“Can you stop this rain, Fiona? It’s rather annoying,” Jimmy said. He was drenched, as were the others.

     She stopped the rain, parting the clouds. The others rushed over in time to see the Wizards of Xilia and their dragons circling Bartolf, Dugan and the others, including Phelan. The outnumbered and unsuspecting soldiers surrendered. Samothi took great pleasure in taking his two sons back to Xilia for imprisonment and rehabilitation.

“Yes! His plan backfired. If he’d stayed at the castle, he’d have escaped. He’s always got to be where he can be in charge. You know what? I don’t think King Bartolf and King Dugan allowed him to be in charge and that made him mad.” Fiona stood with Johnny watching as Phelan and Sidera were taken away on the back of a dragon. “Cheerio Phelan. It sure hasn’t been nice knowing you.” She waved and stuck out her tongue. Both captured wizards snarled as the dragon disappeared.

“You saved a lot of lives today, Fiona. We’ll never see most of the other army. The deserters will probably make their way across Scotland, down to England and then across the Channel. People from Zanaad don’t like the cold weather. Having it rain was a great idea!” Jesse patted her on the shoulder.

“I thought the sheep and cows idea was great,” Julian said. “Did you see that redcap? The cow chased it around in circles. I thought I’d die laughing.”

“Still, there are many who died needlessly. Most of them were ghoolies and such, but still, a life is a life,” Jacob said.

“We need to gather up the bodies and burn them,” Joacquin said.

“What about King Bartolf and Dugan?” Fiona looked at the two defeated kings, bound with chains.

“The wizards are sending them home after a stop in Xilia,” Johnny said.

“But, doesn’t that sort of mix up what happens in our lives? They came from the past and now they aren’t there. As horrible as they are, they are still my descendants, just as much as King Rolfin and King Kegan. If they don’t exist, then I won’t either and neither will my mum.” Fiona looked at the thirteen men standing in front of her.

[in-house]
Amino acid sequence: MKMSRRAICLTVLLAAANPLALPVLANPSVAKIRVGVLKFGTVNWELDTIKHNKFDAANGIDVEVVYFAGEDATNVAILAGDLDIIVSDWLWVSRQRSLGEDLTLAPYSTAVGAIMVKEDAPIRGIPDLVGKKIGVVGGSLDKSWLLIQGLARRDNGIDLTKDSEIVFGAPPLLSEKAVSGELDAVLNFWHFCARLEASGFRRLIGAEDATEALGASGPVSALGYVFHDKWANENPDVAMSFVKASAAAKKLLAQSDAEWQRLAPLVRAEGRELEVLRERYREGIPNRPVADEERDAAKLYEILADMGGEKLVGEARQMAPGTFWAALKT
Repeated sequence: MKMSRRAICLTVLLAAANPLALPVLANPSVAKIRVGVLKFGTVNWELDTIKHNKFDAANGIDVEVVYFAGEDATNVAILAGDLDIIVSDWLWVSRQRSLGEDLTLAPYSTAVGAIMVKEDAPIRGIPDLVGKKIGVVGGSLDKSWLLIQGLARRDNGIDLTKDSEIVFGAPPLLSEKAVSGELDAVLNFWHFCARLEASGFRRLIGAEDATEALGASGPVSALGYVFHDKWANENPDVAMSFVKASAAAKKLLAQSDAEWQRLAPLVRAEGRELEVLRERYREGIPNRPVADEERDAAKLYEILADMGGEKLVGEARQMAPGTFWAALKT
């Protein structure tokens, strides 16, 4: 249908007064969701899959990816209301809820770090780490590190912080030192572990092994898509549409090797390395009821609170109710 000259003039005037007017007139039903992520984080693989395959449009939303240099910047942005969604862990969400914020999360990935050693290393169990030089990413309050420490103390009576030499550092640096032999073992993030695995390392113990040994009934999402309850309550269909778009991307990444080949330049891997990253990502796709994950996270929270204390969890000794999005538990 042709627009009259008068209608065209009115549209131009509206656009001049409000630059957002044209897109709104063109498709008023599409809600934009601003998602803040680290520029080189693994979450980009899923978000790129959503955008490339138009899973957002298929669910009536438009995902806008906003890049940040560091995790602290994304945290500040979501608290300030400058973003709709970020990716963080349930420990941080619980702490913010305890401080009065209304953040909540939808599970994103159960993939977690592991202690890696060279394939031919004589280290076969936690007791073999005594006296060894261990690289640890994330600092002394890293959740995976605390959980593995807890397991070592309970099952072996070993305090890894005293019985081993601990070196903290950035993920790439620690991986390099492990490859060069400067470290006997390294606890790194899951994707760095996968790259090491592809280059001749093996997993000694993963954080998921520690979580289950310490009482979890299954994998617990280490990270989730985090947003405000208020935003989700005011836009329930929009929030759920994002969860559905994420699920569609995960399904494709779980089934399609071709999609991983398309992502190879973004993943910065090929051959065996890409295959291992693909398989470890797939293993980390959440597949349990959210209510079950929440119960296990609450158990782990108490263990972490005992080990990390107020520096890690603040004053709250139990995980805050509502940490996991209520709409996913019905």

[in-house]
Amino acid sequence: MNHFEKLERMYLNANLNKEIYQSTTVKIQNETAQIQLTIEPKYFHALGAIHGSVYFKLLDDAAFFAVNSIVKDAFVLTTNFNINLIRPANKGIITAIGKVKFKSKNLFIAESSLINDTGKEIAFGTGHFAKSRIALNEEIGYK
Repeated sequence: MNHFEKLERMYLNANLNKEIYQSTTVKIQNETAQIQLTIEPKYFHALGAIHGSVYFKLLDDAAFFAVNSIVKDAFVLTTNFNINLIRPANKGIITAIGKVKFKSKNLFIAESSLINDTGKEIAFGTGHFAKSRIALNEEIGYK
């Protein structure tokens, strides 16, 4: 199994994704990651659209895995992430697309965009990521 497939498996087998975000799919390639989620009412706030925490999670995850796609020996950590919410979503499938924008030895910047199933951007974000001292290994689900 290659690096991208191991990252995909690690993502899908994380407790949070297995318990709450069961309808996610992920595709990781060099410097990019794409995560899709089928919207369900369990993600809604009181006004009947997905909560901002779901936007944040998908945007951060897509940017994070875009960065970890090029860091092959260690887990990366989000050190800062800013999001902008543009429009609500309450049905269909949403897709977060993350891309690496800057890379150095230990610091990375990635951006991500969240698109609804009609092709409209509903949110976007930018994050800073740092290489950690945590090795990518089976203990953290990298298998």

“Fiona, time is different in Xilia. They will be put back in their allotted times and allowed to rule as they choose. Events will not change. That is not what the wizards do. They can and will stop Phelan and Sidero from ever leaving Xilia. The wizards are allowed and entitled to take charge of their own kind. Yes, they did change Drayton because he had no children in the future. In fact, Drayton was to die and soon. He chose to live as a wizard. He cannot live as a human again.” Johnny knelt in front of her as he explained.

“Oh. So King Kegan and his family will still get murdered? What about Princess Anna and Princess Isabella? Will they still be kidnapped by Dugan?”

“We are going to see if we can change that part of it by offering to let him stay here in this time,” Jeffrey said, “as we all have the choice to do now that it is all over.”

Fiona sighed. “I suppose if someone went back in time and waited until Isabella was pregnant with Ithgar and Anna with Jorbi and took them away from Dugan before either of the babies were born, that wouldn’t change much, would it?”

“Every single thing we do changes the past in some way; however, I doubt if it would hurt Ithgar to be raised by his mother. His father did an awful job of it,” Jasper said. Fiona’s mind raced with an idea.

“Actually we got off much easier than I thought we would. It wasn’t really a battle, not much of one anyway. You prevented that, Fiona by using your powers. We didn’t lose one man. The time portal at the castle has to be destroyed so that nobody can enter or leave again,” Jared said.

“What about the orb?” Fiona pictured it in her mind.

“That is going to be given back to its rightful owner, King Rolfin. It is up to him to decide what to do with it,” Jeremy said.

“Oh. I need to go,” Fiona said and ran off, leaving the men staring at her back.

Elspet and Callum were both sitting outside. “Fiona! You’re back. We waited out here in the pouring rain. What happened?” Callum squeezed the water from his hair.

“I need you two to get mum and Uncle Angus out here and keep them occupied. Make something up. I’ve got to go back in time one more time. The others will be along shortly to tell you what happened. Everything is okay. I was able to help stop it before it got too bad.” Fiona said. The three of them went inside.

“Fiona! Look at you three. Why didn’t you come in when it started to rain? Angus and I didn’t know it was raining. Did you feel the earthquake?” Mairi looked bewildered.

“It’s not raining now. Callum and I found something really cool outside. Do you want to see it?” Elspet asked Mairi and Angus.

“We have to watch the orb and books,” Angus said.

“I’ll watch it, Uncle Angus. Go and have a look. It’s so cool,” Fiona said.

As soon as they shut the door behind them, Fiona leapt into the time warp.